Early Language Development
Watching a toddler develop is one of the most incredible things a parent can experience. We marvel at their first steps and anxiously look forward to their first words. The promise of hearing them call us by name and finally expressing their wants and needs keeps us in a state of eager anticipation.
But what happens when those long awaited first words just don’t seem to be appearing? Many parents find themselves asking the question, “Is my toddler experiencing a speech delay or is this normal? Should I be concerned or do some kids just develop at their own pace?” To help shed some light on those questions, the following are some common communication milestones healthcare providers use to determine if a concern exists:
10-14 months: Child babbles and at least one recognizable word emerges, often “dada” or “mama.”
18 months: Child has an expressive vocabulary of approximately 20 recognizable words. These words don’t need to be perfectly enunciated and may not be used all in the same day, but should be recognizable to caregivers and known to have meaning to the child. These could include nicknames for siblings and family members, names of pets, favorite toys, etc.
18-24 months: Child’s vocabulary grows rapidly during this time and may reach approximately 200-300 words by the age of two. Child begins to combine single words into two word utterances or short phrases. If a child is not using at least 50 words expressively and/or combining words by his or her second birthday, then a referral to a speech language pathologist is highly recommended.
It’s best to be proactive if you are concerned at any stage. Early intervention sets children up for greater success as they develop. If you have concerns, a great first step is scheduling your child for a doctor's visit to ensure that hearing and vision are within normal limits. Unidentified hearing loss, chronic ear infections, and even small amounts of fluid on the ears can all be factors in speech and language delay. Some children may still require speech therapy even after these types of issues are addressed, but ruling them out or correcting the problems beforehand ensures that children are able to receive maximum benefit from therapy services.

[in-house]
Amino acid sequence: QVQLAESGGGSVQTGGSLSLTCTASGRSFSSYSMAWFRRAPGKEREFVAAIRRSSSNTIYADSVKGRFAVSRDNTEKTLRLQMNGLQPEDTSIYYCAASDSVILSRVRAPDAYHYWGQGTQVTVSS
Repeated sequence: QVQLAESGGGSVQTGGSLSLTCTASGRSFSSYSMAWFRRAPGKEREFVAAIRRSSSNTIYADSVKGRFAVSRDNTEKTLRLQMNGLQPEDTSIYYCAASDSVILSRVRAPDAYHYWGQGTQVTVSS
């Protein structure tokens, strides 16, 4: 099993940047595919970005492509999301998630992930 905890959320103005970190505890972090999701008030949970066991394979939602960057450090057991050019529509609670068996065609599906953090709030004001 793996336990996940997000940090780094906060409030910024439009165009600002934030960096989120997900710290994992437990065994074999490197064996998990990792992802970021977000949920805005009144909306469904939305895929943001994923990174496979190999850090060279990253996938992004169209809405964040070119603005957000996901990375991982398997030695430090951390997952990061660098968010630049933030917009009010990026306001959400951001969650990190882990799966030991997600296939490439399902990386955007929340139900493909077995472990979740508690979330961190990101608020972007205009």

Once hearing concerns have been ruled out or addressed, a full speech and language evaluation may be recommended. During an evaluation, a speech language pathologist will take a full medical history, including hearing and vision status, conduct a parent interview to determine existing concerns and observations, complete standardized testing in order to compare your child’s communications skills to those of other same age children, and will observe your child playing and interacting to determine current level of communication skill. Following evaluation, speech therapy may be recommended and home recommendations will be provided.
Looking for things you can do to help your child with communication?
Talk with your child about the things you are doing and places you are going. Point to familiar objects that you encounter together and say their names. For example, “I see a car. That’s a red car. It says “vrrooom.” Use simple, but grammatically correct language that encourages your child to imitate.
Expand on your child’s statements. For example, if your child says “dog,” you can respond by saying, “Yes, that is a a big dog.”
Spend time reading to your child and looking at books together every day. Books with large, colorful pictures and single words or simple phrases on each page are ideal for toddlers. Take the time to name and describe the pictures and see if your child can point to pictures that you name. Notice if your child is attempting to imitate the picture names and encourage his or her attempts.
Praise all of your child’s attempts at speech. Often when it sounds like a child is trying to say a particular word, they usually are.
Consider joining a playgroup or daycare setting where your child can talk and socialize with same age peers.
This is an exciting time in your child’s development! Enjoy!
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